Exercising safely with asthma
During the summer months most of us spend more time than usual time outdoors taking part in summer activities. But if you have asthma you may be reluctant to do anything that involves exercise, especially if you’re one of those who find physical activity can trigger your symptoms.
Exercise is important if you want to keep your asthma symptoms under control as it helps boost your lung capacity. And the fitter you are, the easier everyday essential activities – such as shopping or housework – will become too, simply because your stamina will be higher. Staying physically fit may also boost your immune system and keep your weight healthy, both of which may also cut your risk of having asthma symptoms
The good news is there are ways of reducing your risk of having exercise-induced asthma symptoms. Here are some of the things you can do to enjoy your summer while keeping your asthma under control.
Have a check-up Before starting any type of exercise, speak to your GP or asthma nurse about how well you’re controlling your asthma symptoms. Your GP or asthma nurse may also recommend that you take a puff or two of your reliever inhaler before you start exercising if you find that being physically active triggers your asthma symptoms.
Choose your activity According to Asthma UK there’s nothing to stop you having a go at pretty much any sport if your asthma is well managed. The best thing to do is to choose something you actually enjoy, as well as something that you can fit into your daily life easily. If you’re not feeling particularly fit you start by trying walking, swimming, playing table tennis or badminton (both usually involve less running around than tennis or squash), playing team sports that give you time to rest in between bursts of activity such as cricket or netball, or a mind-body exercise such as yoga or t’ai chi.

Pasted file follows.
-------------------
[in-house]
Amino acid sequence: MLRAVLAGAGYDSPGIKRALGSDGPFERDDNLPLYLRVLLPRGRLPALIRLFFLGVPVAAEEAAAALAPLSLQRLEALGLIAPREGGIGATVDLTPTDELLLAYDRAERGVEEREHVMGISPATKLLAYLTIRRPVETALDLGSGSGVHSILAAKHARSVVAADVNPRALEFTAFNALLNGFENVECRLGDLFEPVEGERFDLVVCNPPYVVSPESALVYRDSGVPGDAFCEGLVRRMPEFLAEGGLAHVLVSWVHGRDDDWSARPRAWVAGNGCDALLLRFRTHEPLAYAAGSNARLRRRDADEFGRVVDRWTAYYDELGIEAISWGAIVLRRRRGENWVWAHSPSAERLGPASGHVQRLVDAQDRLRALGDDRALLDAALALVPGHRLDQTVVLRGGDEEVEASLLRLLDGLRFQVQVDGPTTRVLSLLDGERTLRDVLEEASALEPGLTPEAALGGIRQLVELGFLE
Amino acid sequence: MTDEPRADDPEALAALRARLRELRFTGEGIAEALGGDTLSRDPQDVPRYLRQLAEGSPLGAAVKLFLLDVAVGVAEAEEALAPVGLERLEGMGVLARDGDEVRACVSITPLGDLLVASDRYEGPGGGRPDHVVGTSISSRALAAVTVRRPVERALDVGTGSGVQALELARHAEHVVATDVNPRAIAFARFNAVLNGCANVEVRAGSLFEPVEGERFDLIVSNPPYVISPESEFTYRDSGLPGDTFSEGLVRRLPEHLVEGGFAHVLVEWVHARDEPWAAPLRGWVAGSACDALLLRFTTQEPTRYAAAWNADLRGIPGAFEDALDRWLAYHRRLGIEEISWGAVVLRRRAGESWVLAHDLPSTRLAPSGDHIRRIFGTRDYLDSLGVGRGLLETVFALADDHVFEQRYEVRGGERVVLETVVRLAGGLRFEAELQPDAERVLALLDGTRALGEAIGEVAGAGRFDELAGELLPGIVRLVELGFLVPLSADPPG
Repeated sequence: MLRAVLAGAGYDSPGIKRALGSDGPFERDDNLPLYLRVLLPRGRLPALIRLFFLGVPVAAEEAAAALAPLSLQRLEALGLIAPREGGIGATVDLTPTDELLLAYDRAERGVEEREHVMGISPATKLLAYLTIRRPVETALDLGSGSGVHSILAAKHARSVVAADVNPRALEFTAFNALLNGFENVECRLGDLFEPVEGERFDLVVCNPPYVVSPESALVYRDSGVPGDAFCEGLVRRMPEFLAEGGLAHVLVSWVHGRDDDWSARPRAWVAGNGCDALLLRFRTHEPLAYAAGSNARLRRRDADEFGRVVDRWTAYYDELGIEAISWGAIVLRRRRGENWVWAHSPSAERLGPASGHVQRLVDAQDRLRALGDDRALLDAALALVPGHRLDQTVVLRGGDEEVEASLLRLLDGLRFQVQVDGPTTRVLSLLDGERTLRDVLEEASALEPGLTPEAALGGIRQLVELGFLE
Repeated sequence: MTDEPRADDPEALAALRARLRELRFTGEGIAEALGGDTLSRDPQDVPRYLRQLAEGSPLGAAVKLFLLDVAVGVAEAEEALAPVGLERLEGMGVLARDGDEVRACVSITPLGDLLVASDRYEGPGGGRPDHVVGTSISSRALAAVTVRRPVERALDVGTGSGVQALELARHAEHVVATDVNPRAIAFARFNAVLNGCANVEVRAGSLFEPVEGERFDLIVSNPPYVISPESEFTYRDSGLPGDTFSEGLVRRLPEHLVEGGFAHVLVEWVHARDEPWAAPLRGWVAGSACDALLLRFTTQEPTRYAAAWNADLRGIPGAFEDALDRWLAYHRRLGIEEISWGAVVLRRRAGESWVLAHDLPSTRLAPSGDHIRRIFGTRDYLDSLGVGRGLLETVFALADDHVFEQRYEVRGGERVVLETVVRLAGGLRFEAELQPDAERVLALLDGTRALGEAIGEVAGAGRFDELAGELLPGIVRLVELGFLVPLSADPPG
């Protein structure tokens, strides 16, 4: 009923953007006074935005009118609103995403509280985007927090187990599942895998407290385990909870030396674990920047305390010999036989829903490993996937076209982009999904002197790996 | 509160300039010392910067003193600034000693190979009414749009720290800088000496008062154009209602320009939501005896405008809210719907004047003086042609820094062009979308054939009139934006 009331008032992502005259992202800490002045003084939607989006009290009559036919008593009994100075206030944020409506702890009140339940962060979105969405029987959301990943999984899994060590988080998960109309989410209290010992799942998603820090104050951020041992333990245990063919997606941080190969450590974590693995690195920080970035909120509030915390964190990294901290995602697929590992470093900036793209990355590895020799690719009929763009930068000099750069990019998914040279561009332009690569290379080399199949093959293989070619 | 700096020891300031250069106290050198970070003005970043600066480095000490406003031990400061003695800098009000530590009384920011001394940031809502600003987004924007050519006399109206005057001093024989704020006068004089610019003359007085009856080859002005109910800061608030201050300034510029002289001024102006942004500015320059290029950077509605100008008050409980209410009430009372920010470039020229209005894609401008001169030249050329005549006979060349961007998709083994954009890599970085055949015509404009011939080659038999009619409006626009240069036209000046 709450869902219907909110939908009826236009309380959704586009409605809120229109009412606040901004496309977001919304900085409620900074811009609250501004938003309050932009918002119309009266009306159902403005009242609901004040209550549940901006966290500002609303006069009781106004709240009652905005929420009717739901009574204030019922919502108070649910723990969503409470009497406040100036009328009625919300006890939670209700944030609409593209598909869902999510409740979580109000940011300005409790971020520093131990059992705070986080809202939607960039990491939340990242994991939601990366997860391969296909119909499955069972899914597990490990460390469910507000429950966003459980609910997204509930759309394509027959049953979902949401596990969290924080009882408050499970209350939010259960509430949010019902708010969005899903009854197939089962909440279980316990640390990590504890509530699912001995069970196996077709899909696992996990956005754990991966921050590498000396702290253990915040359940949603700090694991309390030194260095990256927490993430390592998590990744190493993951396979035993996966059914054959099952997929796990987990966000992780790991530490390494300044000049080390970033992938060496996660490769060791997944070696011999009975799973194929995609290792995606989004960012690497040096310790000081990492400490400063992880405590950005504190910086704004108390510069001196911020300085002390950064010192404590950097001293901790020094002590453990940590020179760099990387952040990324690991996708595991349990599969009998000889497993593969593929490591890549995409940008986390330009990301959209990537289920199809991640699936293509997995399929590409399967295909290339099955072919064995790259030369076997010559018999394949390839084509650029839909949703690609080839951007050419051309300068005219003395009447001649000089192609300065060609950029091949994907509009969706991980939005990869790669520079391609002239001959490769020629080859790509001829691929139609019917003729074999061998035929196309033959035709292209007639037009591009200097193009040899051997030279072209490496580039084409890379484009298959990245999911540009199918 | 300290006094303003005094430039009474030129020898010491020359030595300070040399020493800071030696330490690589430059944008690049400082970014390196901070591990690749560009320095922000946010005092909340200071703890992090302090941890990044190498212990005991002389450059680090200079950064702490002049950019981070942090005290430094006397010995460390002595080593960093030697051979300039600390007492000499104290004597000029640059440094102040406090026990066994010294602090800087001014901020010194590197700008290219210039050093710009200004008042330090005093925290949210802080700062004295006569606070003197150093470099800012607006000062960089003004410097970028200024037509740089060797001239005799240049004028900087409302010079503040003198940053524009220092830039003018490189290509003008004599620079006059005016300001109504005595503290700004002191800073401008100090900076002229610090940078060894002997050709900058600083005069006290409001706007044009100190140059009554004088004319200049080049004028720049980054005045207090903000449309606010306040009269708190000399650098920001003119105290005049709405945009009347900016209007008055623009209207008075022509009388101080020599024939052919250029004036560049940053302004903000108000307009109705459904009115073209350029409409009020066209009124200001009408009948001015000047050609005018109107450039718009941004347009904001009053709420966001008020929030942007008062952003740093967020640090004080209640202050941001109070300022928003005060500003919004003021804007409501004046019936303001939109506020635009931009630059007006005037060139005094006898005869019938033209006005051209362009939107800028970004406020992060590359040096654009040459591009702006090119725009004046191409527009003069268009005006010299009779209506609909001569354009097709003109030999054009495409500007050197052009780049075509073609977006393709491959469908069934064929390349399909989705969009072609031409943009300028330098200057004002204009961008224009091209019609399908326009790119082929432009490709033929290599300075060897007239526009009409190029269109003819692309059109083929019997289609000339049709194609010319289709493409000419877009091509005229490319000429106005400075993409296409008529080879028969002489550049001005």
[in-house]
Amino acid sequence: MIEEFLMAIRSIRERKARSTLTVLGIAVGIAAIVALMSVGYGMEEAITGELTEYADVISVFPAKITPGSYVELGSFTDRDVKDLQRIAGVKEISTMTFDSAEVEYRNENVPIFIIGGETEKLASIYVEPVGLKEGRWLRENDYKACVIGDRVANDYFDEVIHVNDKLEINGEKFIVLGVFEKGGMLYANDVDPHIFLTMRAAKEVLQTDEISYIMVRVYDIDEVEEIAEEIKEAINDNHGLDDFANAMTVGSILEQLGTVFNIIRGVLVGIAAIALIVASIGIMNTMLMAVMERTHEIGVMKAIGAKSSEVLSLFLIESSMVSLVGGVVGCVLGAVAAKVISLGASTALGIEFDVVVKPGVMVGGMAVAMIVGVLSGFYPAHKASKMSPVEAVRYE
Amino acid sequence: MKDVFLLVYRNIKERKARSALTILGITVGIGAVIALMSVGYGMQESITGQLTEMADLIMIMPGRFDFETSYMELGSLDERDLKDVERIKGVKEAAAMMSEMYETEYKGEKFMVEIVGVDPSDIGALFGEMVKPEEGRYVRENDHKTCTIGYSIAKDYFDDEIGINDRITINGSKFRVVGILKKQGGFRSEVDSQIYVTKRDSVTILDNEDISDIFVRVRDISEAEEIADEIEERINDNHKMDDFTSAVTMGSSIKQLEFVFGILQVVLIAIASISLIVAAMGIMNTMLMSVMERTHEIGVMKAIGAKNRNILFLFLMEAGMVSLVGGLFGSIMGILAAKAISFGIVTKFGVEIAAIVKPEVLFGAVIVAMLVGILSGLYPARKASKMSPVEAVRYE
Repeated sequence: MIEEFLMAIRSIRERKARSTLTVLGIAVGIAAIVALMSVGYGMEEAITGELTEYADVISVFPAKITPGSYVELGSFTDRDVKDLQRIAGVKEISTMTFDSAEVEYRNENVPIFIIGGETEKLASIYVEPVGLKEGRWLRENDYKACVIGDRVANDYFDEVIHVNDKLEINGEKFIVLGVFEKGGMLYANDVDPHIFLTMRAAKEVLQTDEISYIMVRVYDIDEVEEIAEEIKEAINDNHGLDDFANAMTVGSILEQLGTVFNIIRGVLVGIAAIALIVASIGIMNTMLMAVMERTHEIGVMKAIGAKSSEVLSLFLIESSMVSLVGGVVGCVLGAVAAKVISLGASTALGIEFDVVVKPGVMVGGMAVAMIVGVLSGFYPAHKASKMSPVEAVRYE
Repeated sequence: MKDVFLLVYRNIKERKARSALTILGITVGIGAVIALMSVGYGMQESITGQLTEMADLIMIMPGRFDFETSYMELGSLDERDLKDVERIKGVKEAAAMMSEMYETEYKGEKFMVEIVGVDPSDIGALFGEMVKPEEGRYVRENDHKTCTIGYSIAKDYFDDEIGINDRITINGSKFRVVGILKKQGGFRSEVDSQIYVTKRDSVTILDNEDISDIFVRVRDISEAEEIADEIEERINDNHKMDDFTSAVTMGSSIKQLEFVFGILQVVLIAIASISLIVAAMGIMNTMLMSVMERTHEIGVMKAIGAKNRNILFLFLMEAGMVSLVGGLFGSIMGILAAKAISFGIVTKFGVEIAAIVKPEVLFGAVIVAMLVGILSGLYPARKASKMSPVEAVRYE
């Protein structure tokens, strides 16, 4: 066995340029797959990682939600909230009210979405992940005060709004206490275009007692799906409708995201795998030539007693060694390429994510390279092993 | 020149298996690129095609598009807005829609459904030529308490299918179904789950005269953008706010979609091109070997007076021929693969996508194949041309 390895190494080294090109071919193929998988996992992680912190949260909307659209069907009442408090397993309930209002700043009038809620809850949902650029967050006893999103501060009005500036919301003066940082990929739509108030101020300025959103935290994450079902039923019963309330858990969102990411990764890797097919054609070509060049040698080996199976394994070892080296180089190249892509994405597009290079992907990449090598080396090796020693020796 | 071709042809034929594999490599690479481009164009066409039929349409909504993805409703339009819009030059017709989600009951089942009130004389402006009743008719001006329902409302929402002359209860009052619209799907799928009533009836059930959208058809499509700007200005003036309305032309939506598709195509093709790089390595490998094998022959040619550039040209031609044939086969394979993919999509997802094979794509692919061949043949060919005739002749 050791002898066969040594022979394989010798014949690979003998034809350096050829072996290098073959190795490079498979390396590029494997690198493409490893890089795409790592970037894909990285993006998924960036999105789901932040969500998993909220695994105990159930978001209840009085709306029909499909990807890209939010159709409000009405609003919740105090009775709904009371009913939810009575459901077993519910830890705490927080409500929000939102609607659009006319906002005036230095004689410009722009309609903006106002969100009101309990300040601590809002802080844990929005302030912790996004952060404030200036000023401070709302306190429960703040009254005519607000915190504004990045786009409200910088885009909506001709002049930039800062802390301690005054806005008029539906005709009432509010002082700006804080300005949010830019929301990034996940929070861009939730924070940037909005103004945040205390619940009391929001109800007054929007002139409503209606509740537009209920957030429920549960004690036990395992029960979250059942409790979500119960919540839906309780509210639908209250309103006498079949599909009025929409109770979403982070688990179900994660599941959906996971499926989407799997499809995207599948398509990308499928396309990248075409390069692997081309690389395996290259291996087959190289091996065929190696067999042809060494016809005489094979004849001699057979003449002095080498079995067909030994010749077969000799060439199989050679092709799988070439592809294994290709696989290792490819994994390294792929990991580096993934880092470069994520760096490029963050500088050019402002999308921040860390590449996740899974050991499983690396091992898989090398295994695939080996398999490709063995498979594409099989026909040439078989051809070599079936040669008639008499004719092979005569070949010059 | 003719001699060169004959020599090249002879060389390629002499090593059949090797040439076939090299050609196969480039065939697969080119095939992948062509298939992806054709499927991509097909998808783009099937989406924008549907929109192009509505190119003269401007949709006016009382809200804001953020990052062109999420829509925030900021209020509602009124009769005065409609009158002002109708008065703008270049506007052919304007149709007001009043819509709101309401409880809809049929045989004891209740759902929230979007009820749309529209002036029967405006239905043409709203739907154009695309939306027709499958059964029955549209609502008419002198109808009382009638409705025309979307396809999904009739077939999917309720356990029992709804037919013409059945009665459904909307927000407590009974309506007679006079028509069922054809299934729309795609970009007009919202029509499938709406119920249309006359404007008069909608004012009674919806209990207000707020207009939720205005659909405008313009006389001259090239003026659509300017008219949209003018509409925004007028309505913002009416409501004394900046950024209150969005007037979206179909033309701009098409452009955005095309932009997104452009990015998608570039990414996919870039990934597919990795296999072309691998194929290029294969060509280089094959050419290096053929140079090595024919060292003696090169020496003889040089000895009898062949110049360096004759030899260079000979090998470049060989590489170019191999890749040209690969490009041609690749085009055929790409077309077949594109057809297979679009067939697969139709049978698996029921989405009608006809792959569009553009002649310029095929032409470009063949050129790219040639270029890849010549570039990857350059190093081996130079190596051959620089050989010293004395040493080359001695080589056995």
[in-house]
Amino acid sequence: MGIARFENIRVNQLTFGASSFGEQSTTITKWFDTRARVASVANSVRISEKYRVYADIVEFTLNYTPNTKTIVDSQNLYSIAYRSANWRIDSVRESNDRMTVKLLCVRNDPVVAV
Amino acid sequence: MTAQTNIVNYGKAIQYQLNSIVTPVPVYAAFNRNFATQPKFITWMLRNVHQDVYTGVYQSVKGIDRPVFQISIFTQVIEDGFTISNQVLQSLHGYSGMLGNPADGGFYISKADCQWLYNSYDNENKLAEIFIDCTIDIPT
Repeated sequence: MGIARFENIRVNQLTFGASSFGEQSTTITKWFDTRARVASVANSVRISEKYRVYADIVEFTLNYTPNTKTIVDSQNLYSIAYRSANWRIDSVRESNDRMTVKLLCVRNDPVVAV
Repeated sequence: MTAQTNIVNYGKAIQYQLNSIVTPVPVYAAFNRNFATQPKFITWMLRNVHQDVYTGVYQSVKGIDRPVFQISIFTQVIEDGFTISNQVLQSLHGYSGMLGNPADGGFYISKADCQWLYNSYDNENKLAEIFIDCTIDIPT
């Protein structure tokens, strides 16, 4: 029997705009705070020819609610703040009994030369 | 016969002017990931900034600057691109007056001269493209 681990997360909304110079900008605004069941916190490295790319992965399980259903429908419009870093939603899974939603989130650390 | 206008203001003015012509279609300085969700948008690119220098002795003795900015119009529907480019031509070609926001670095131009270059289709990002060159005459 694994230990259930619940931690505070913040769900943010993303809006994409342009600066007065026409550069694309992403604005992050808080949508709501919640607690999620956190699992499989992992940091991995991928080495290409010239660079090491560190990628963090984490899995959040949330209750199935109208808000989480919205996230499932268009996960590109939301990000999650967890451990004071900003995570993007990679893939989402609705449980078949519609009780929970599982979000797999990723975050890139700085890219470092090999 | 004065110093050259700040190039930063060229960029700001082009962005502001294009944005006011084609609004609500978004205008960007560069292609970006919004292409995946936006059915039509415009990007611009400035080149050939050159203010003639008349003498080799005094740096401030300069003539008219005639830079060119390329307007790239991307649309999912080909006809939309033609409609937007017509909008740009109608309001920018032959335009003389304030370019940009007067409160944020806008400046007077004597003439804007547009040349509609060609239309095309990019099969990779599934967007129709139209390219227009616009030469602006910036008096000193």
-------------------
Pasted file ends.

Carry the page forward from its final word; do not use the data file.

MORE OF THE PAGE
Keep your inhaler close Even if you don’t have to use your reliever inhaler before exercising, make sure you always having with you, especially when you’re doing any sort of exercise.
Don’t overdo it If you haven’t done much exercise lately, start slowly and build up gradually to the recommended 150 minutes of moderate-intensity exercise a week. Always warm up and cool down for 10 – 15 minutes before and after getting active.
Stop if there’s a problem It’s normal to breathe harder and faster when you’re being physically active. But stop immediately and use our reliever inhaler if you experience any of the following:
- Coughing or wheezing
- Feeling very short of breath
- Tightness in your chest
- Difficulty speaking
- According to Asthma UK, the following can also help reduce your risk of exercising affecting you:
- Take your medication exactly as prescribed and discussed with your GP or asthma nurse.
- Check with your GP or asthma nurse that you’re using your inhaler correctly.
- Go for regular asthma reviews.
Meanwhile if you have any questions or worries about any aspect of your asthma medication, your local Careway pharmacist is available to help, no appointment necessary.
Find your nearest Careway pharmacy by using our Pharmacy Finder.